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From: Jeremy Maitin-Shepard
Subject: Re: MAINTAINERS file
Date: Tue, 04 Mar 2008 13:41:24 -0500
User-agent: Gnus/5.13 (Gnus v5.13) Emacs/23.0.50 (gnu/linux)

Thien-Thi Nguyen <address@hidden> writes:

> () "Juanma Barranquero" <address@hidden>
> () Tue, 4 Mar 2008 13:56:47 +0100

>    Yes, I can easily imagine the faces of any vi-loving Bazaar
>    developer if we asked them to drop it and use Emacs...

> Hey, i love vi (the same way i love sunsets: from afar, w/ a nice
> cool beer on a hot day, hacking on Emacs in Emacs, head toasted
> gently by the trees tickling the brain :-) ...

> But, i don't use bzr.  I hope that 1/ the git<->bzr gateway grows
> fully-functional quickly; 2/ someone starts a GPLv3+ (able to be
> subsequently adopted by GNU) project that reads/writes git repo
> format.

"Reads/writes git repo format" essentially means a compatible
reimplementation of git.  Reimplementing git solely to be able to
license it under GPLv3 instead of GPLv2 is one of the biggest wastes of
time I've ever heard of.

More seriously, I think the goal of the GNU project should be to promote
free software.  Showing "loyalty" to another GNU project by using it in
favor of an alternative that is equally free and may be technically
superior does nothing to promote free software.  (In fact, to the extent
that using an inferior tool may interfere with Emacs development, the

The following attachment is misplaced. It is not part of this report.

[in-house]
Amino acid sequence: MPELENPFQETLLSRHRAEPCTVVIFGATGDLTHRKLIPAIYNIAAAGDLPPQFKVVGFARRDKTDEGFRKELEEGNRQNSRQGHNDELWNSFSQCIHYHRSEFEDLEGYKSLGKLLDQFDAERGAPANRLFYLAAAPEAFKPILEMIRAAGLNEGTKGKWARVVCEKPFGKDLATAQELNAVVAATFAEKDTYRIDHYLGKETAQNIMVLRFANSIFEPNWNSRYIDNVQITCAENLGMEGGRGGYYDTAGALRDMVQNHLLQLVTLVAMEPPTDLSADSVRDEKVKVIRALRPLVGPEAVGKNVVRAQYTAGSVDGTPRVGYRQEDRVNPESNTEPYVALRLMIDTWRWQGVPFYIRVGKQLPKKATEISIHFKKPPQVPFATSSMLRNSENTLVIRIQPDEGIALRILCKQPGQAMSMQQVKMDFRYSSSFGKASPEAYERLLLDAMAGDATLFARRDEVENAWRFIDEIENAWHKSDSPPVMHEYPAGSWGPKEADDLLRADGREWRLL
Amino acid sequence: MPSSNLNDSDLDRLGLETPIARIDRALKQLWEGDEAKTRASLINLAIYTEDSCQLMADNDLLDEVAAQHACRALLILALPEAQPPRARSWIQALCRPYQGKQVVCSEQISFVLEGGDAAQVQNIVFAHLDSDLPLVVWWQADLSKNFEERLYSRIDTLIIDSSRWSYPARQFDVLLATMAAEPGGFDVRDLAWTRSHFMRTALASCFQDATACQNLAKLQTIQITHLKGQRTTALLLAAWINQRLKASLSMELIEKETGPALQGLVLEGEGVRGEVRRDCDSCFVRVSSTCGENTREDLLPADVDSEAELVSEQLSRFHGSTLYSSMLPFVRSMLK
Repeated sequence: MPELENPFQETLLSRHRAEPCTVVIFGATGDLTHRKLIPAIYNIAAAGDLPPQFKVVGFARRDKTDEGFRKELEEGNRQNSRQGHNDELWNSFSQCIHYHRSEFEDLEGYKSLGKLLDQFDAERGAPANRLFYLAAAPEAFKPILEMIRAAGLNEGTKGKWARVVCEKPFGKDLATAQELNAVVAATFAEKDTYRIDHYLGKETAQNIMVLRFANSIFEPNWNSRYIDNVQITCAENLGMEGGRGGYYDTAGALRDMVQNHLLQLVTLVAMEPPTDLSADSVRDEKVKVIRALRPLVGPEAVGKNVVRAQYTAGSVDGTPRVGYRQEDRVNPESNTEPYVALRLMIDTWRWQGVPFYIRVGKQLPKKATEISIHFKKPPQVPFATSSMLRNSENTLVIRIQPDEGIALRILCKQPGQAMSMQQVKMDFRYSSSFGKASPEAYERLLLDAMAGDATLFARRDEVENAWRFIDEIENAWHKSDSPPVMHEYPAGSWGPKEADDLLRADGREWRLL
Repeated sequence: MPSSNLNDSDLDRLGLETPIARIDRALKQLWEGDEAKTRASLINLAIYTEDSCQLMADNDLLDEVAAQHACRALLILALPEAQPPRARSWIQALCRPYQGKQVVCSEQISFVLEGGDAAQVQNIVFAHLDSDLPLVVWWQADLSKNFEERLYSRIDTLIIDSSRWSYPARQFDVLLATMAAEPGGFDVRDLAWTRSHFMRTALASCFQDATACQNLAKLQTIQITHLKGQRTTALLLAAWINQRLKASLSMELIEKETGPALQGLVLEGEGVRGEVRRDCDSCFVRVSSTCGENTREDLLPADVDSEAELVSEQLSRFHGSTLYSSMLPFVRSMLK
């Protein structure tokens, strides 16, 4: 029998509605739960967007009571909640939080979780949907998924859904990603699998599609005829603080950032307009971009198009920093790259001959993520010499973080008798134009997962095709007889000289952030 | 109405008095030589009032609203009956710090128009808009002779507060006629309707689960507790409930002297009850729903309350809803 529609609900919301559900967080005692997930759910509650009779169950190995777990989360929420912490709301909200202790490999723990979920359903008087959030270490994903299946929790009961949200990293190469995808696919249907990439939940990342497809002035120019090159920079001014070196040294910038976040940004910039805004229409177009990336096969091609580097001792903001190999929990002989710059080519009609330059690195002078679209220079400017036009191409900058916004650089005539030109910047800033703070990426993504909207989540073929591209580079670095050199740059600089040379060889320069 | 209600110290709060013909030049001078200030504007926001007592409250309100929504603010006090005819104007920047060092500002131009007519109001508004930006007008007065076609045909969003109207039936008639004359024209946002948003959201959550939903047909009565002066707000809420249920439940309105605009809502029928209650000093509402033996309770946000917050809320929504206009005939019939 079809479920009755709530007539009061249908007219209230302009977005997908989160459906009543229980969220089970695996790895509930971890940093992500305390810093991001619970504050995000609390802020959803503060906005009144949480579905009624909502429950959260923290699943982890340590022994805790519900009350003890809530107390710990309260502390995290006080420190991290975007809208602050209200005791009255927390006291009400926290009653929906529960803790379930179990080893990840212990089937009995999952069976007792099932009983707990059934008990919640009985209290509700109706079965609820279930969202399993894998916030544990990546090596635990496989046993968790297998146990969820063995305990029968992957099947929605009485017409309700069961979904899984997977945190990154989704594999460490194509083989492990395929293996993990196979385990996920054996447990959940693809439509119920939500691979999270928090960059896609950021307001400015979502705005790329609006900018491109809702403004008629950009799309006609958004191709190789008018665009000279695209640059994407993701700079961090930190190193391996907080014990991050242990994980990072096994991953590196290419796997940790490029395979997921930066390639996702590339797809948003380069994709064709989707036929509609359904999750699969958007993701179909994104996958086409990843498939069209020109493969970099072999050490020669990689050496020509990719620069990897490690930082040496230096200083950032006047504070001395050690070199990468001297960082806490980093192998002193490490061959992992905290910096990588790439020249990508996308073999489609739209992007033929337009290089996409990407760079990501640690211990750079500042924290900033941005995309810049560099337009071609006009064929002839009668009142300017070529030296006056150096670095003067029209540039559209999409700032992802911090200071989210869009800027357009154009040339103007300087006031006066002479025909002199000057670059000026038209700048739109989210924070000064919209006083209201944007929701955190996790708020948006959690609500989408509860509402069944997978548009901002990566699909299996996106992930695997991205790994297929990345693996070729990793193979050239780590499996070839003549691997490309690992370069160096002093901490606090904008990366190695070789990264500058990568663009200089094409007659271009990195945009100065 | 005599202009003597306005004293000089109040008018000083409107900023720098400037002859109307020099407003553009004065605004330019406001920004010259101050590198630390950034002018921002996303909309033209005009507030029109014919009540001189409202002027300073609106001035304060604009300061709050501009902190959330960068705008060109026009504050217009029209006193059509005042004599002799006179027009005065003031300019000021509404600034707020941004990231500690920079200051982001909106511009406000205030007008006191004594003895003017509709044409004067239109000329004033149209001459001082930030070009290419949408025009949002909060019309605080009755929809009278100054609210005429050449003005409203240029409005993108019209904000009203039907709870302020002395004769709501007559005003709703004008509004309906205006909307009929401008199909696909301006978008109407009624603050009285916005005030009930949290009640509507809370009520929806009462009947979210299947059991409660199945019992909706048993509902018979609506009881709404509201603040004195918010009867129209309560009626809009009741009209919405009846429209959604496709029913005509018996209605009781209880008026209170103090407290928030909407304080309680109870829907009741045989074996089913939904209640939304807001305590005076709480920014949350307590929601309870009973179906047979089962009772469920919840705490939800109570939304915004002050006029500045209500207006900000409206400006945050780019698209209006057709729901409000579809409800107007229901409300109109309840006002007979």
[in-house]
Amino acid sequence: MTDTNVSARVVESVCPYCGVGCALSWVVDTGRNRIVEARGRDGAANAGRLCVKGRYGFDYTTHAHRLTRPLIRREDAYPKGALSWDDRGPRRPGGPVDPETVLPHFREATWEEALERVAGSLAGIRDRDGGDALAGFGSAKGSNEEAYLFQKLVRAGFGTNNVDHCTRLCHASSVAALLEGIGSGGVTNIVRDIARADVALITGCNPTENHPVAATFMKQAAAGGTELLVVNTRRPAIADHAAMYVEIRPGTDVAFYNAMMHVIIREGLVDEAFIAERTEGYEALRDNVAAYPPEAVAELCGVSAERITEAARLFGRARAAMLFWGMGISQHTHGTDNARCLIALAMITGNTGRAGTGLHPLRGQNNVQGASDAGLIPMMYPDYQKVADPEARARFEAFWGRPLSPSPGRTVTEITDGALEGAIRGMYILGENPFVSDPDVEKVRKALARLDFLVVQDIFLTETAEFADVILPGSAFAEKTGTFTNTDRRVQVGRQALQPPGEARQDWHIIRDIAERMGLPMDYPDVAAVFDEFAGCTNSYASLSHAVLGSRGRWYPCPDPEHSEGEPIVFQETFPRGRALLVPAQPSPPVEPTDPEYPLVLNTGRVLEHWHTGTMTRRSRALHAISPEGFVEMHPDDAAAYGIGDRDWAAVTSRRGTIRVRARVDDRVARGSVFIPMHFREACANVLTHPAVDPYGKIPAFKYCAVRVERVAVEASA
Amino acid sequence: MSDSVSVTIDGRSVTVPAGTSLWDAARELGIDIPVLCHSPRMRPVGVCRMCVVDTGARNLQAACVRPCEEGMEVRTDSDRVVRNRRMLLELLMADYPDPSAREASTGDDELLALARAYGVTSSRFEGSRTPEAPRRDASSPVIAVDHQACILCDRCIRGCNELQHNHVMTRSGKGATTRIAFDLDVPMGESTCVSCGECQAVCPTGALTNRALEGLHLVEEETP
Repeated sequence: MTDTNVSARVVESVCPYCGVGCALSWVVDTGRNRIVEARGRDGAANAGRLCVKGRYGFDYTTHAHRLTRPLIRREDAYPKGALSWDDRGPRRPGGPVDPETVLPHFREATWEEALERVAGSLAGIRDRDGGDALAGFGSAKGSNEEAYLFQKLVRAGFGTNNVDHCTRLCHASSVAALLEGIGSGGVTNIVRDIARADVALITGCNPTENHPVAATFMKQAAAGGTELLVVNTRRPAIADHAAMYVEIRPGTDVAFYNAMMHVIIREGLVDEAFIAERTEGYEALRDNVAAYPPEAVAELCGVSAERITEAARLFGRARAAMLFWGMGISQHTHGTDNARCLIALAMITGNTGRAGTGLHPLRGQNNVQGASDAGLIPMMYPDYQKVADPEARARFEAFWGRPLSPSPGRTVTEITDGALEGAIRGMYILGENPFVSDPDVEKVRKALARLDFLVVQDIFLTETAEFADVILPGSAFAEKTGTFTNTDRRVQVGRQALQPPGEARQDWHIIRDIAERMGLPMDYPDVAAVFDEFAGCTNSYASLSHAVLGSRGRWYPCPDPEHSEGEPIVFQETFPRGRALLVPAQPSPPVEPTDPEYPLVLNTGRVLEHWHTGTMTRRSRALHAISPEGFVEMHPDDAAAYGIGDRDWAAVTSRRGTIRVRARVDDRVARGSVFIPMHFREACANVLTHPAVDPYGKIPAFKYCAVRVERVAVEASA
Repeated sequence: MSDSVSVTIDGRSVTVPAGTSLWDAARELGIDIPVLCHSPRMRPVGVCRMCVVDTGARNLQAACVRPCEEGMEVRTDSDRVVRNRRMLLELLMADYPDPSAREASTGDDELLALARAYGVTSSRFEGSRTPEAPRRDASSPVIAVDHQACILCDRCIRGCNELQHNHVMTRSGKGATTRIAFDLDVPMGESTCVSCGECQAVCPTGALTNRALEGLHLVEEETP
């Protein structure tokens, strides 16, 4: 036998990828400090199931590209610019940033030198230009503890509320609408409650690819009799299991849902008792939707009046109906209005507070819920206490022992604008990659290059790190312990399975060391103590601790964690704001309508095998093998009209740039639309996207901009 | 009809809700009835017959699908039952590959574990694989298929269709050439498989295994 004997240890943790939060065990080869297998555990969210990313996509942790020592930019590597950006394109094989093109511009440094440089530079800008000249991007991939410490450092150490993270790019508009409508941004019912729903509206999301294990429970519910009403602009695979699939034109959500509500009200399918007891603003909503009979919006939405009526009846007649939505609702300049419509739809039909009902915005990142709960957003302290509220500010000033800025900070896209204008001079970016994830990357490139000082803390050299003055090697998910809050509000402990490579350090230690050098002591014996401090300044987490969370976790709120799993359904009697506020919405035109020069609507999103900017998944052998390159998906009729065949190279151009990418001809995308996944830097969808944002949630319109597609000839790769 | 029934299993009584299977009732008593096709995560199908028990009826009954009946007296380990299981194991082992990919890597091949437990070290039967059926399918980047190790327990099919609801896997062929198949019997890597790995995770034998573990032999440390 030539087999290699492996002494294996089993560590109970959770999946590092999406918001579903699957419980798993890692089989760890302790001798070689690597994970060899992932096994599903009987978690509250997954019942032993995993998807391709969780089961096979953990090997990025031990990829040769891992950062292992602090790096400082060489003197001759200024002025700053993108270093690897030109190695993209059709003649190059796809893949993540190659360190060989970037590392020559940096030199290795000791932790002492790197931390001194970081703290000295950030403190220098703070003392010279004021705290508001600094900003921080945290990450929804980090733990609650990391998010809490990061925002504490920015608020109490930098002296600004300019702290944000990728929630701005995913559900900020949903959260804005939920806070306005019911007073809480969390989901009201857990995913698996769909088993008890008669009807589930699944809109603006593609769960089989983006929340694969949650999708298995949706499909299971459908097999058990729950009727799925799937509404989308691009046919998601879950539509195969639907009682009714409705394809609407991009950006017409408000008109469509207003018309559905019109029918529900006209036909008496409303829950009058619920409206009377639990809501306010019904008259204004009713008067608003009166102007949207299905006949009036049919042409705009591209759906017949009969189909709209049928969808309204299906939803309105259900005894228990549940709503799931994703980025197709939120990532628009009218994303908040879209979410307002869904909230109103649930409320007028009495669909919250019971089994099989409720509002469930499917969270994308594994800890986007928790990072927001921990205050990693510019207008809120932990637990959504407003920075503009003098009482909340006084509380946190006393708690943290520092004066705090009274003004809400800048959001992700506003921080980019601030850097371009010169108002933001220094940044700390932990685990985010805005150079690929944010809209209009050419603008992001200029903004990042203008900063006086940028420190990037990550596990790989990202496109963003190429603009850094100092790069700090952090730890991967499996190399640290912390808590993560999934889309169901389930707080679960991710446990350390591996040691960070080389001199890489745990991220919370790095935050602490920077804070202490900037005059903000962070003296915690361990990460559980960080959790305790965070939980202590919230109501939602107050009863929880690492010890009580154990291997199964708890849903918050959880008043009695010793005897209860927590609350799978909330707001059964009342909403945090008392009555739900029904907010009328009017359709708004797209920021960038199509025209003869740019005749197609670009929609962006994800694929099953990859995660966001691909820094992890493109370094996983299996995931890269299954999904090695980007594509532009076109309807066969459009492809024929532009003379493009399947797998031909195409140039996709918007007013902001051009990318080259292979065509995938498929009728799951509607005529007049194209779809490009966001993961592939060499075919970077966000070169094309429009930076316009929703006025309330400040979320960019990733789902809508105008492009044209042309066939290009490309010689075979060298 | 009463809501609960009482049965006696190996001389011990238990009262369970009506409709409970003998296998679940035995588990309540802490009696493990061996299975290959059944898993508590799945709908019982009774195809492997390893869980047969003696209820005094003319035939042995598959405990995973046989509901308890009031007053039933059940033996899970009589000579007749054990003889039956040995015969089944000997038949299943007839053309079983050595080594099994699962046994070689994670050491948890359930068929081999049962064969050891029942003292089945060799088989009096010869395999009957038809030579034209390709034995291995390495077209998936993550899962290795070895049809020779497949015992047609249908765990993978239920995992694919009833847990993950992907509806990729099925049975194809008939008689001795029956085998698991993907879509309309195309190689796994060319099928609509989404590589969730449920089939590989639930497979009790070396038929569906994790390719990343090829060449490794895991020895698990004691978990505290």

Emacs project, and consequently free software as a whole, is harmed.)
Favoring projects that have the "GNU" label suggests a real motivation
of merely promoting the "GNU" name.

You may argue that promoting the "GNU" name is important for promoting
free software, but I don't buy that.  When it was first founded, the FSF
may have been the only "producer" of free software, but that is
obviously no longer true, and this fact reflects the now widespread
adoption and popularity of free software.  Sure, you may be sour that
the name "Linux" is far more widely known and used than the name "GNU",
and it is legitimate to be slightly upset that "Linus Torvalds" may be a
name slightly more widely known than "Richard Stallman" (though I'm not
even sure how true that is), but given that most of the people that use
the name "Linux" to refer to what is actually a system running the Linux
kernel (probably compiled using GCC) plus the usual glibc, coreutils,
findutils, etc., X11, other stuff have no idea what "Linux" technically
actually means (and certainly are just confused by names like BSD or
Hurd), you cannot expect that merely having more people blindly use the
name "GNU" will actually increase their understanding of the idea of
free software.  Instead, it is more useful to actually promote the idea
of free software directly.

I think the most significant barrier to greater appreciation for the
idea of free software is the fact that it is very hard for
non-programmers to understand or appreciate the idea of free software,
and the vast majority of computer users are non-programmers.

> Hey look, we already have sha1.el (though its Commentary
> sez: "Rewrite from scratch", hmm).

> thi

Jeremy Maitin-Shepard

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